17. Mount Wudang

The leading location for Daoist martial arts is Mount Wudang, where Zhang Sanfeng allegedly observed the fighting animals. Already a religious center in the Tang, it became a major Daoist sanctuary in the early Ming dynasty, when it was associated with protecting the imperial house and served as the main worship place of the Perfect Warrior (Zhenwu ).

Originally called Dark Warrior (Xuanwu 玄武), indicating a constellation in the northern sky, and depicted as an intertwined turtle and snake, this figure soon appeared as a mighty warrior. His rise to imperial protector began in the Song, when he was seen as the latent force behind the universe and was associated with potent protector deities of tantric background. A national cult developed, he appeared in various manifestations at court, was honored in inscriptions and records, and his hagiography grew to ever longer accounts of miraculous lives and military exploits.

The Ming rulers set up regular sacrifices for him and between 1405 and 1418 greatly expanded his center on Mount Wudang. Bolstered by imperial patronage, the god was adopted by both leading Daoist schools, Complete Perfection and Celestial Masters, and he grew into an increasingly popular figure. He also became the protector of Daoist martial arts, described vividly in the late-Ming novel Fengshen yanyi 封神演义 (Creation of the Gods), where Lord Lao appears variously to fight for the righteous, give advice, provide weapons, and mastermind battle plans.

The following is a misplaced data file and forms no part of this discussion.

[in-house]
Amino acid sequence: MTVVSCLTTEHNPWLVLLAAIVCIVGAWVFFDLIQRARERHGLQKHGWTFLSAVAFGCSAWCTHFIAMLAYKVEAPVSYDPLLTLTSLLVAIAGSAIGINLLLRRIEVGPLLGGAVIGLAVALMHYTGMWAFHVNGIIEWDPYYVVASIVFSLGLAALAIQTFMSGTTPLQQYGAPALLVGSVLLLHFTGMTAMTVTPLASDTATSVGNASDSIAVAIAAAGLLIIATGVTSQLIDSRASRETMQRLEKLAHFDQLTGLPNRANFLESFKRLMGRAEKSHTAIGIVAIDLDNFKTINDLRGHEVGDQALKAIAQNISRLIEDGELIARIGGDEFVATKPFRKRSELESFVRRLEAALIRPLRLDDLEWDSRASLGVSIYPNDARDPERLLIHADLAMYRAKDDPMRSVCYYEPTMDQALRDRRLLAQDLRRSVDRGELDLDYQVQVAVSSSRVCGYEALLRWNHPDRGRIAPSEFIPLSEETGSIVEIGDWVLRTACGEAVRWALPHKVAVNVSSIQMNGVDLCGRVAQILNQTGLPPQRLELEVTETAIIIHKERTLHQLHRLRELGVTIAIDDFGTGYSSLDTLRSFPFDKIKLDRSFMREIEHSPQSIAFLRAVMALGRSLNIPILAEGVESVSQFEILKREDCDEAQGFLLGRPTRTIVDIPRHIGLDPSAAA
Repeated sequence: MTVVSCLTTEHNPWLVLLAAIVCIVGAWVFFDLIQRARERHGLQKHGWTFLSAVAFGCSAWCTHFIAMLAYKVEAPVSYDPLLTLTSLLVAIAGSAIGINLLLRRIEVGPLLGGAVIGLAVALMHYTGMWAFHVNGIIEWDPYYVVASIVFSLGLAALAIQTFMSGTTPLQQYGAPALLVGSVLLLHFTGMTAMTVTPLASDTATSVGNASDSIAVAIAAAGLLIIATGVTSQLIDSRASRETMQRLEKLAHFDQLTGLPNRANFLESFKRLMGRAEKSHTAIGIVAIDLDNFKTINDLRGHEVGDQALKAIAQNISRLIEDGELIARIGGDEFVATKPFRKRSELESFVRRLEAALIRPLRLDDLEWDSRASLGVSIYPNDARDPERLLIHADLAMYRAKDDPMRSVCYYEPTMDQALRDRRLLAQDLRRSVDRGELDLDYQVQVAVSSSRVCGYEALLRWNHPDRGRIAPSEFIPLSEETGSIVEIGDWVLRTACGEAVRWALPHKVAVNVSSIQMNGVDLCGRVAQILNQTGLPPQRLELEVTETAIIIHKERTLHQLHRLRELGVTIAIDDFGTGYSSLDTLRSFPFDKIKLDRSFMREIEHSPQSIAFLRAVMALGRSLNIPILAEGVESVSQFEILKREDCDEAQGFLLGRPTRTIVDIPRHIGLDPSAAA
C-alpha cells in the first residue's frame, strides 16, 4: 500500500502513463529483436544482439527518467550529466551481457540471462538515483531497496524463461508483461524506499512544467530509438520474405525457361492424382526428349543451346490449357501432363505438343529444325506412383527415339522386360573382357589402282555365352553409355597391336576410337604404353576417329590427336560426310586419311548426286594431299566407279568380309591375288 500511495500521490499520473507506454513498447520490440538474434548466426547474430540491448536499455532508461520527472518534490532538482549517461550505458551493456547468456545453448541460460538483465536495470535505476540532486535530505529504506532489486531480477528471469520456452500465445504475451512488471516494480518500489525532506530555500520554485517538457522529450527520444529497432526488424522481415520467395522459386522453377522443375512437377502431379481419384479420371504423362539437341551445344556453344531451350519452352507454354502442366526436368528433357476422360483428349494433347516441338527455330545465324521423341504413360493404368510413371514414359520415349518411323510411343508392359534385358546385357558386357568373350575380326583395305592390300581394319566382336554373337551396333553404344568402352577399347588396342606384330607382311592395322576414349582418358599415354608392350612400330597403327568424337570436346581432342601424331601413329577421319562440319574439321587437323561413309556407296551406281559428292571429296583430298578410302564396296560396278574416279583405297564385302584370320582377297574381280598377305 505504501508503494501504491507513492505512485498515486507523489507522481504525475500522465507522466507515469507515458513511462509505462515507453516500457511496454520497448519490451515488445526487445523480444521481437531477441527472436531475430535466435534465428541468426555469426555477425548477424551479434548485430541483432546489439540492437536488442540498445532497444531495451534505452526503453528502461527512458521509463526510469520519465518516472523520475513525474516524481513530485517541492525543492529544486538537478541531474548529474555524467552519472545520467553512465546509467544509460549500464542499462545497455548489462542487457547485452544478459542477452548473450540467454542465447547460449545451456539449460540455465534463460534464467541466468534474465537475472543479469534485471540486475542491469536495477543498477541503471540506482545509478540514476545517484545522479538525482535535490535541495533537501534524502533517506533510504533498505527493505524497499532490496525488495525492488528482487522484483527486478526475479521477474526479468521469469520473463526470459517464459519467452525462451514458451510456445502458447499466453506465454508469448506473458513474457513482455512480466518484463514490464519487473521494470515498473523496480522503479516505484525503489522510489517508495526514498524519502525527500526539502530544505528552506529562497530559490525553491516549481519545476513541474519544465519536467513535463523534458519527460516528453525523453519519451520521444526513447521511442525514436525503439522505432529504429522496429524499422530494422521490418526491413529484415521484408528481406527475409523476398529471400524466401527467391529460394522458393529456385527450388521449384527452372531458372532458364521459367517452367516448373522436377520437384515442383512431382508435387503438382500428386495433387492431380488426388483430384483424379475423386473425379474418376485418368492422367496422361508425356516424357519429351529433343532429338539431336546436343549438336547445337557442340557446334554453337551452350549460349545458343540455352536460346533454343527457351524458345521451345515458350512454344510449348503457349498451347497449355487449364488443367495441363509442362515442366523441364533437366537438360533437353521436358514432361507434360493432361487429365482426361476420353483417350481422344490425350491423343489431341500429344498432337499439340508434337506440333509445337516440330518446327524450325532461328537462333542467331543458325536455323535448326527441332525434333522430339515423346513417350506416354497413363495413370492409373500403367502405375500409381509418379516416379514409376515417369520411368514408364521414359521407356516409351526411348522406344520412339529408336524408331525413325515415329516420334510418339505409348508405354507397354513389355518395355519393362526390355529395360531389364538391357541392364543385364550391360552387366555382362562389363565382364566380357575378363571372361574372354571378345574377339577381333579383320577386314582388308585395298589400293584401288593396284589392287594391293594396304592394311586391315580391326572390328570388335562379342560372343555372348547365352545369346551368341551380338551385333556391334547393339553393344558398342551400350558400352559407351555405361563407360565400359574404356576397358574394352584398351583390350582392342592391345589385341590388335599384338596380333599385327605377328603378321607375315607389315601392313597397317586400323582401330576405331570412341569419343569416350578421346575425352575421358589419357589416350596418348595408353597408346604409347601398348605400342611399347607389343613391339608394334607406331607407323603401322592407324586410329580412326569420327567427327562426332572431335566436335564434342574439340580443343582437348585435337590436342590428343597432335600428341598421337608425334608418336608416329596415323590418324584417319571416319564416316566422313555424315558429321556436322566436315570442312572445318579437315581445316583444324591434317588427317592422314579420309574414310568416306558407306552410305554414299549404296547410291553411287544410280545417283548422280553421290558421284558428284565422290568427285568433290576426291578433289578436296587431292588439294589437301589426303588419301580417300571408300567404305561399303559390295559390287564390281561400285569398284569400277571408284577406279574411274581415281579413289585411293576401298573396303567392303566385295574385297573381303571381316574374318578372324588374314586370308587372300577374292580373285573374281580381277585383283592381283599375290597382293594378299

Located northwest of Wuhan, the capital of Hubei, Mount Wudang consists of multiple peaks, each covered by Daoist temples, today encompassing fifty-three ancient buildings and nine architectural sites. The highest and most important is the Golden Peak (Jinding 金顶·), accessible by cable car, with its elaborate temple complex and crowning statue of the Perfect Warrior, made from bronze and weighing about two tons. The other major temple is the Palace of the Purple Clouds (Zixiao gong 紫霄宫), which covers an area of two acres and includes numerous halls and shrines. Nearby, moreover, is the Palace of the Southern Cliff (Nanyan gong南岩宫), a set of buildings carved right into the steep cliff side. The entire mountain is a protected natural park under the auspices of the Department of Tourism and has been declared a UNESCO World Heritage Site in 1994.

A popular retreat for Westerners in the Wudang range is the Wu-xian guan 五仙观 (Five Immortals Temple) on Baima shan 白马山 (White Horse Mountain). Run by Master Li (b. 1964), an accomplished and widely trained Daoist master, it houses as many as 30 students who engage in various practices. They range from martial arts through scripture studies to various forms of internal cultivation, including internal alchemy. As David Hessler, who took a 2-week course there in 2017, notes in a personal email,

Master Li was a good teacher. He did a nice job or explaining some complex ideas to Westerners. The students who had taken several classes from him loved him, including two long-term disciples. I learned a lot about the rituals to follow at a Daoist temple and found Master Li to be of good humor and exceptional understanding of Dao, as well as an inspiring practitioner of water and fire Taiji and Gongfu. I found that immersing myself in a temple environment was very beneficial for my own understanding.

Watch: https://www.youtube.com/watch?v=k8_A9I2jB18

http://fiveimmortals.com/

Read: Chao, Shin-yi. 2011. Daoist Rituals, State Religion, and Popular Practices: Zhenwu Worship from Song to Ming (960-1644). London: Routledge.

DeBernardi, Jean. 2010. “Wudang Mountain and the Modernization of Daoism.” Journal of Daoist Studies 3:202-10.